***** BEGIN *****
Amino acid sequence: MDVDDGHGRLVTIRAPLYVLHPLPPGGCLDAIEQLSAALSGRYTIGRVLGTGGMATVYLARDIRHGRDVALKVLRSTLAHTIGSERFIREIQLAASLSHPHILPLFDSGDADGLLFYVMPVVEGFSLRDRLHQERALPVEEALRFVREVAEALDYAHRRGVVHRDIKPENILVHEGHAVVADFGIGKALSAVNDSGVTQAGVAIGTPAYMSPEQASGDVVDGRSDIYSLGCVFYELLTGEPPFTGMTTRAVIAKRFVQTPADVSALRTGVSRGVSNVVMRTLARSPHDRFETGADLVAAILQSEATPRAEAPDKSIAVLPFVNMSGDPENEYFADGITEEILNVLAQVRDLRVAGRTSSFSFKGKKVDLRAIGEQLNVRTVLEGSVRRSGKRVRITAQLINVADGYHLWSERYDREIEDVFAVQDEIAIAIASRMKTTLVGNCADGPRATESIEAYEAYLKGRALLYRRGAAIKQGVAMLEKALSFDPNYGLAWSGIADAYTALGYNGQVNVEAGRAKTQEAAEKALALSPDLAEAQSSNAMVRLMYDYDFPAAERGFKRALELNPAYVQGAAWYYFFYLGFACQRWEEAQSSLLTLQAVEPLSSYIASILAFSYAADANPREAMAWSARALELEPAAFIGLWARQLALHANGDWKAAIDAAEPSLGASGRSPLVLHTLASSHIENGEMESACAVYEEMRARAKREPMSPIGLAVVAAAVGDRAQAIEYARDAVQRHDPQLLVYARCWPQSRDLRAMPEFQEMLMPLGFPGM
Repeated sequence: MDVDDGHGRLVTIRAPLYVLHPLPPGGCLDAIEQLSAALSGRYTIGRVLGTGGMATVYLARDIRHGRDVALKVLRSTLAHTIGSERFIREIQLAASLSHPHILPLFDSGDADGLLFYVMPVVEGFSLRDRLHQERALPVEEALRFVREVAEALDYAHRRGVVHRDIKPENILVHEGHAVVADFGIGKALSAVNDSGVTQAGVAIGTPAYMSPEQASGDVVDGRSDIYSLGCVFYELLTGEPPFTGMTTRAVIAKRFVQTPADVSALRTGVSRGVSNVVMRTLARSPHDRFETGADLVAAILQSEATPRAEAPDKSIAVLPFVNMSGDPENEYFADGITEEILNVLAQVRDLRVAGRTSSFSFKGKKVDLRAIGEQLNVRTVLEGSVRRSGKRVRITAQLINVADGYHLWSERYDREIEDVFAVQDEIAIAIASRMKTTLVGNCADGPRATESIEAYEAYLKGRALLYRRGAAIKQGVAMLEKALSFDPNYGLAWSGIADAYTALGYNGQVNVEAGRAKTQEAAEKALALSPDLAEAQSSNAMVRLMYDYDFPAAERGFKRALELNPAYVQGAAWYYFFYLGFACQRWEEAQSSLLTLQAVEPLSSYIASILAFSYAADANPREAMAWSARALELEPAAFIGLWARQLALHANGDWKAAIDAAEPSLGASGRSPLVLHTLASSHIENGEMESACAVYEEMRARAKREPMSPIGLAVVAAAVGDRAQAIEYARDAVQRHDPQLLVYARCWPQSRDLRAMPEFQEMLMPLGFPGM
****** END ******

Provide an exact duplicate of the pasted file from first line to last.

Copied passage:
Amino acid sequence: MDVDDGHGRLVTIRAPLYVLHPLPPGGCLDAIEQLSAALSGRYTIGRVLGTGGMATVYLARDIRHGRDVALKVLRSTLAHTIGSERFIREIQLAASLSHPHILPLFDSGDADGLLFYVMPVVEGFSLRDRLHQERALPVEEALRFVREVAEALDYAHRRGVVHRDIKPENILVHEGHAVVADFGIGKALSAVNDSGVTQAGVAIGTPAYMSPEQASGDVVDGRSDIYSLGCVFYELLTGEPPFTGMTTRAVIAKRFVQTPADVSALRTGVSRGVSNVVMRTLARSPHDRFETGADLVAAILQSEATPRAEAPDKSIAVLPFVNMSGDPENEYFADGITEEILNVLAQVRDLRVAGRTSSFSFKGKKVDLRAIGEQLNVRTVLEGSVRRSGKRVRITAQLINVADGYHLWSERYDREIEDVFAVQDEIAIAIASRMKTTLVGNCADGPRATESIEAYEAYLKGRALLYRRGAAIKQGVAMLEKALSFDPNYGLAWSGIADAYTALGYNGQVNVEAGRAKTQEAAEKALALSPDLAEAQSSNAMVRLMYDYDFPAAERGFKRALELNPAYVQGAAWYYFFYLGFACQRWEEAQSSLLTLQAVEPLSSYIASILAFSYAADANPREAMAWSARALELEPAAFIGLWARQLALHANGDWKAAIDAAEPSLGASGRSPLVLHTLASSHIENGEMESACAVYEEMRARAKREPMSPIGLAVVAAAVGDRAQAIEYARDAVQRHDPQLLVYARCWPQSRDLRAMPEFQEMLMPLGFPGM
Repeated sequence: MDVDDGHGRLVTIRAPLYVLHPLPPGGCLDAIEQLSAALSGRYTIGRVLGTGGMATVYLARDIRHGRDVALKVLRSTLAHTIGSERFIREIQLAASLSHPHILPLFDSGDADGLLFYVMPVVEGFSLRDRLHQERALPVEEALRFVREVAEALDYAHRRGVVHRDIKPENILVHEGHAVVADFGIGKALSAVNDSGVTQAGVAIGTPAYMSPEQASGDVVDGRSDIYSLGCVFYELLTGEPPFTGMTTRAVIAKRFVQTPADVSALRTGVSRGVSNVVMRTLARSPHDRFETGADLVAAILQSEATPRAEAPDKSIAVLPFVNMSGDPENEYFADGITEEILNVLAQVRDLRVAGRTSSFSFKGKKVDLRAIGEQLNVRTVLEGSVRRSGKRVRITAQLINVADGYHLWSERYDREIEDVFAVQDEIAIAIASRMKTTLVGNCADGPRATESIEAYEAYLKGRALLYRRGAAIKQGVAMLEKALSFDPNYGLAWSGIADAYTALGYNGQVNVEAGRAKTQEAAEKALALSPDLAEAQSSNAMVRLMYDYDFPAAERGFKRALELNPAYVQGAAWYYFFYLGFACQRWEEAQSSLLTLQAVEPLSSYIASILAFSYAADANPREAMAWSARALELEPAAFIGLWARQLALHANGDWKAAIDAAEPSLGASGRSPLVLHTLASSHIENGEMESACAVYEEMRARAKREPMSPIGLAVVAAAVGDRAQAIEYARDAVQRHDPQLLVYARCWPQSRDLRAMPEFQEMLMPLGFPGM